Pakistan's allies will only do so much to rebuild the country after devastating floods so the government must raise tens of billions of dollars for reconstruction itself, a top US official said on Thursday.
The floods, triggered by heavy monsoon rain in late July, killed more than 1,750 people, forced at least 10 million people from their homes and caused up to $43 billion in damage.
"The international community is not going to be able to raise tens of billions of dollars," US Special Representative for Afghanistan and Pakistan Richard Holbrooke told a meeting of newspaper editors in the southern city of Karachi. "You have to figure out a way to raise the money," he said.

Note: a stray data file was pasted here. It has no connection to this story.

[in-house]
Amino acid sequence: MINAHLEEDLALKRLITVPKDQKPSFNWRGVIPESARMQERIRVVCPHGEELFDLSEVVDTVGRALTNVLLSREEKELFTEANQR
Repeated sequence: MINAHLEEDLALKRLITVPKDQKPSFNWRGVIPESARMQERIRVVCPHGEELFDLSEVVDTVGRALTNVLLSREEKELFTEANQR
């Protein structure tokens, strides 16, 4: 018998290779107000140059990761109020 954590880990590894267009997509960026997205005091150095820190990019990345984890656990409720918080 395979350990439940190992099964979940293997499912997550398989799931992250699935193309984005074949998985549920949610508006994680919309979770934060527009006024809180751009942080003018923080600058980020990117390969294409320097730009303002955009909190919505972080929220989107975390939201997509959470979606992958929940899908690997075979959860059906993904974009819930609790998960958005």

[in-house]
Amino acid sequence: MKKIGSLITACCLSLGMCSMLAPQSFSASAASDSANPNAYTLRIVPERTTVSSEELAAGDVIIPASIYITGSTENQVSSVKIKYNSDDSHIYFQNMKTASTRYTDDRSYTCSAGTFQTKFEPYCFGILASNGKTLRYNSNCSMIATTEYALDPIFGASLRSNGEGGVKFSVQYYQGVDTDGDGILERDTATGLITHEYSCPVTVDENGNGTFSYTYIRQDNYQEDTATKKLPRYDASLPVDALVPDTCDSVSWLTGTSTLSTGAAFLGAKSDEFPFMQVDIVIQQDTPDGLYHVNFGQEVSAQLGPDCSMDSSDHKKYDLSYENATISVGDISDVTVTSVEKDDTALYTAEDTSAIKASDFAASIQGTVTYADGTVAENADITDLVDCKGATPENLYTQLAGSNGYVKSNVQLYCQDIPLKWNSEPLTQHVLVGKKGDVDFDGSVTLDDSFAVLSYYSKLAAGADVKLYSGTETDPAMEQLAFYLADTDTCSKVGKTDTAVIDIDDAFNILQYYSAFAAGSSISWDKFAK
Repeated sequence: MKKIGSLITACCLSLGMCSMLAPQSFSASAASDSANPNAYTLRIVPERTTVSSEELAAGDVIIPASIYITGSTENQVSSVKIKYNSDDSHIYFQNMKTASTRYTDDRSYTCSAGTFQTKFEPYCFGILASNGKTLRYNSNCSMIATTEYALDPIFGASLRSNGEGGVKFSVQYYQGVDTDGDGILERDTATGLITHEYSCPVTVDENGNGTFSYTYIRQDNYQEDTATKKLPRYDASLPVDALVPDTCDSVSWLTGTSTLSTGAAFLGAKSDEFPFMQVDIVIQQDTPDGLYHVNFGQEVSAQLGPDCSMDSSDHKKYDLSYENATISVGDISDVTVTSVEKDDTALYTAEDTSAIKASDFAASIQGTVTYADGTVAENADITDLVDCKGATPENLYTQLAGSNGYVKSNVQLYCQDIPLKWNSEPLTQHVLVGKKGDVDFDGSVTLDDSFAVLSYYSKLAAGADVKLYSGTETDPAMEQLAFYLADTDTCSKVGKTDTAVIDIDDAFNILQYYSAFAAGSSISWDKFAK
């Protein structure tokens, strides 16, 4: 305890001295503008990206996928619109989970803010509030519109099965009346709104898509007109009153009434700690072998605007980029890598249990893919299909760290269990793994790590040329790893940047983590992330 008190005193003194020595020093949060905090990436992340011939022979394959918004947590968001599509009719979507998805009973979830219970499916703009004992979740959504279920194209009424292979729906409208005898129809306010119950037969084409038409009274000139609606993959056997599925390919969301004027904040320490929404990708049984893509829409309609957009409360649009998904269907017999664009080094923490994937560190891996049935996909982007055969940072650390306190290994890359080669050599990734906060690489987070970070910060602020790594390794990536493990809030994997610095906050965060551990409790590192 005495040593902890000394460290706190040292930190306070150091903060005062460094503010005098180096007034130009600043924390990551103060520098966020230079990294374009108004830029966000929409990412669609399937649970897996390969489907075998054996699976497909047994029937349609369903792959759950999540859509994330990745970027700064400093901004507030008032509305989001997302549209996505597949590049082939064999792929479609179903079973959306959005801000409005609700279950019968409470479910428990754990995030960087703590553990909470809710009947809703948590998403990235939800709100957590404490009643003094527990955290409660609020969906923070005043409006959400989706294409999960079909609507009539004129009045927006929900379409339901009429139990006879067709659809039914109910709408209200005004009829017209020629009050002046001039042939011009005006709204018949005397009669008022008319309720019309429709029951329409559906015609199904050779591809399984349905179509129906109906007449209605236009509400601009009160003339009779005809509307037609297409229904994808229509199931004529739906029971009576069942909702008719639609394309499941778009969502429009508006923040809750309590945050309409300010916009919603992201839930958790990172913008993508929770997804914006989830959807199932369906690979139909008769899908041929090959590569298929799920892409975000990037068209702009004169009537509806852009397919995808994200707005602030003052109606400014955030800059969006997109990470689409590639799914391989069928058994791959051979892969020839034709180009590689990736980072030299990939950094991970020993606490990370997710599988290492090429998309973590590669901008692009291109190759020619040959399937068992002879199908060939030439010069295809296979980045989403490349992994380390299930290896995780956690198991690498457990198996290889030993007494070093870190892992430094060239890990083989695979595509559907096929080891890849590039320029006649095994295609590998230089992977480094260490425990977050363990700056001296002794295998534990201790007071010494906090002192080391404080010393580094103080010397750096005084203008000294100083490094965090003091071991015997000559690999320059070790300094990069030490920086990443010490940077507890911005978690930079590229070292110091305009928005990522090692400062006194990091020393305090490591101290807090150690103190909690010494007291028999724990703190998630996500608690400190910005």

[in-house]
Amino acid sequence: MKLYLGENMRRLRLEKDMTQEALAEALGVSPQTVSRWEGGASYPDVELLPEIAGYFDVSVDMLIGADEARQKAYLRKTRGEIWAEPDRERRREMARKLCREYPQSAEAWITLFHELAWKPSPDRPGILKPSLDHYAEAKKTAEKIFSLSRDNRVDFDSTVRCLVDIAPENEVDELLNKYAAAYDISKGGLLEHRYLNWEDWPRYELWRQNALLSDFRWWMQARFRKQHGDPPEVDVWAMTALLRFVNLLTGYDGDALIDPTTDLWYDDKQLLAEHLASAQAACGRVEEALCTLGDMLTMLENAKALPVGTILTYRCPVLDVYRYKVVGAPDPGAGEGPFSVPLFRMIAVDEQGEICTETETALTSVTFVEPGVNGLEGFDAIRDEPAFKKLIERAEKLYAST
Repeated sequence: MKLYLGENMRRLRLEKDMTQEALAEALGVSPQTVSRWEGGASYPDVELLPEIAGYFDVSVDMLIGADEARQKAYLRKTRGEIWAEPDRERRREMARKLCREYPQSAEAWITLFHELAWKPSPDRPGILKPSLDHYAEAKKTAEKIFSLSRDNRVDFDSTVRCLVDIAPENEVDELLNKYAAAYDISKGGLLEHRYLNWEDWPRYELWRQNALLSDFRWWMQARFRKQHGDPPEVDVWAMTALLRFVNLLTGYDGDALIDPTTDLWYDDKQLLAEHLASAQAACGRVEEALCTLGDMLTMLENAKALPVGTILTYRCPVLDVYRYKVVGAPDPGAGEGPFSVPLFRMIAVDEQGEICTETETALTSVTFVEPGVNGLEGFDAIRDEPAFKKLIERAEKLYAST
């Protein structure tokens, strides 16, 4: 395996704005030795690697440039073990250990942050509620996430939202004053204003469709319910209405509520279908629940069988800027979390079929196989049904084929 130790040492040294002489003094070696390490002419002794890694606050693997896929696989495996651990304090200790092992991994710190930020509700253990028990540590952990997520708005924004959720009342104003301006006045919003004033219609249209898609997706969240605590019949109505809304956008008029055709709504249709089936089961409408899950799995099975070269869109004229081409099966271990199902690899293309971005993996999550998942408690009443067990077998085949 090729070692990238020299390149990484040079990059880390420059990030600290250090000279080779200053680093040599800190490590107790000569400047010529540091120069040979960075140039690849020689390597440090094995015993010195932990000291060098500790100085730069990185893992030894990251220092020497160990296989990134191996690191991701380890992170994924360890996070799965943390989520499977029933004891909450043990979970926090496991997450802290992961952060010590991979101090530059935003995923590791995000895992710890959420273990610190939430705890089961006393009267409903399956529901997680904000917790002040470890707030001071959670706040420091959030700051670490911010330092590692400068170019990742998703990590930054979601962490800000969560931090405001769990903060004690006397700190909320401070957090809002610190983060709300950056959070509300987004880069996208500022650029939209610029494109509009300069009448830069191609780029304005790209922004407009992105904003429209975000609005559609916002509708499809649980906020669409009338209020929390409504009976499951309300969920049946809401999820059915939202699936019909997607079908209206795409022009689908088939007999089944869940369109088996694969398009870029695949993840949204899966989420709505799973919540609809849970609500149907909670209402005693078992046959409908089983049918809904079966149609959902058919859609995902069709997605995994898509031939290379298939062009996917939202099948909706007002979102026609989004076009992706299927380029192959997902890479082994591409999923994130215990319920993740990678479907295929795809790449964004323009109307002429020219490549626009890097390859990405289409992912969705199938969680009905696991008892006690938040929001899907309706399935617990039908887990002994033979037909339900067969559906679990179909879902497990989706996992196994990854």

A massive cascade of waters swept through the country, washing away homes, roads, bridges, crops and livestock, sending the vital US ally in the campaign against militancy reeling in one of the worst natural disasters in recorded history.
Pakistan's economy was already fragile and the cost of rehabilitation will likely push the 2010/11 fiscal deficit to between 6 and 7 per cent of gross domestic product (GPD) against an original target of 4 per cent. The floods are "going to put your government to the test", Holbrooke said.